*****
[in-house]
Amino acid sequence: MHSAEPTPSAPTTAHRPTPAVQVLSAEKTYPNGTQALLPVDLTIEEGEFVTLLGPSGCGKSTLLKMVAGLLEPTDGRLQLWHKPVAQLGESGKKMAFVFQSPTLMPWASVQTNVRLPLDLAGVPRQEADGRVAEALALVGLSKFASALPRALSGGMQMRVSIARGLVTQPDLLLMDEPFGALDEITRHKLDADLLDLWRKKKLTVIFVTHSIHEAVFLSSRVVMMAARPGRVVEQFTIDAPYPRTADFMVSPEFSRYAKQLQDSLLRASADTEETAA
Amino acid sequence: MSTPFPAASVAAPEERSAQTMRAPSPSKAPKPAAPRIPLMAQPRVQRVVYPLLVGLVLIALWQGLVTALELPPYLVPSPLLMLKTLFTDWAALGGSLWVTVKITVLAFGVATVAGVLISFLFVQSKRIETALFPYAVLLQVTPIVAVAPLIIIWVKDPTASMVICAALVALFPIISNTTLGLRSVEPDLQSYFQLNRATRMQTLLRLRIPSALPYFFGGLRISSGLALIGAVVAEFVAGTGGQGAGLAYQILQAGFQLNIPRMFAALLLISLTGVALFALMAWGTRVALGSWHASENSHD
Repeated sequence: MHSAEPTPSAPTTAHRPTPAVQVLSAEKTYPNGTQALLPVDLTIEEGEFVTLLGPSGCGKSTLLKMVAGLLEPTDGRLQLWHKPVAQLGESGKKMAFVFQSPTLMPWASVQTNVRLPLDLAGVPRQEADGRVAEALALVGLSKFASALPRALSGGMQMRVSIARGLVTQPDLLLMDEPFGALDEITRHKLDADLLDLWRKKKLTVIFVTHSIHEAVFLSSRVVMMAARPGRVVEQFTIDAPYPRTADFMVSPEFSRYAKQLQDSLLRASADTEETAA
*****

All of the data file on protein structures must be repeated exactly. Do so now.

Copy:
[in-house]
Amino acid sequence: MHSAEPTPSAPTTAHRPTPAVQVLSAEKTYPNGTQALLPVDLTIEEGEFVTLLGPSGCGKSTLLKMVAGLLEPTDGRLQLWHKPVAQLGESGKKMAFVFQSPTLMPWASVQTNVRLPLDLAGVPRQEADGRVAEALALVGLSKFASALPRALSGGMQMRVSIARGLVTQPDLLLMDEPFGALDEITRHKLDADLLDLWRKKKLTVIFVTHSIHEAVFLSSRVVMMAARPGRVVEQFTIDAPYPRTADFMVSPEFSRYAKQLQDSLLRASADTEETAA
Amino acid sequence: MSTPFPAASVAAPEERSAQTMRAPSPSKAPKPAAPRIPLMAQPRVQRVVYPLLVGLVLIALWQGLVTALELPPYLVPSPLLMLKTLFTDWAALGGSLWVTVKITVLAFGVATVAGVLISFLFVQSKRIETALFPYAVLLQVTPIVAVAPLIIIWVKDPTASMVICAALVALFPIISNTTLGLRSVEPDLQSYFQLNRATRMQTLLRLRIPSALPYFFGGLRISSGLALIGAVVAEFVAGTGGQGAGLAYQILQAGFQLNIPRMFAALLLISLTGVALFALMAWGTRVALGSWHASENSHD
Repeated sequence: MHSAEPTPSAPTTAHRPTPAVQVLSAEKTYPNGTQALLPVDLTIEEGEFVTLLGPSGCGKSTLLKMVAGLLEPTDGRLQLWHKPVAQLGESGKKMAFVFQSPTLMPWASVQTNVRLPLDLAGVPRQEADGRVAEALALVGLSKFASALPRALSGGMQMRVSIARGLVTQPDLLLMDEPFGALDEITRHKLDADLLDLWRKKKLTVIFVTHSIHEAVFLSSRVVMMAARPGRVVEQFTIDAPYPRTADFMVSPEFSRYAKQLQDSLLRASADTEETAA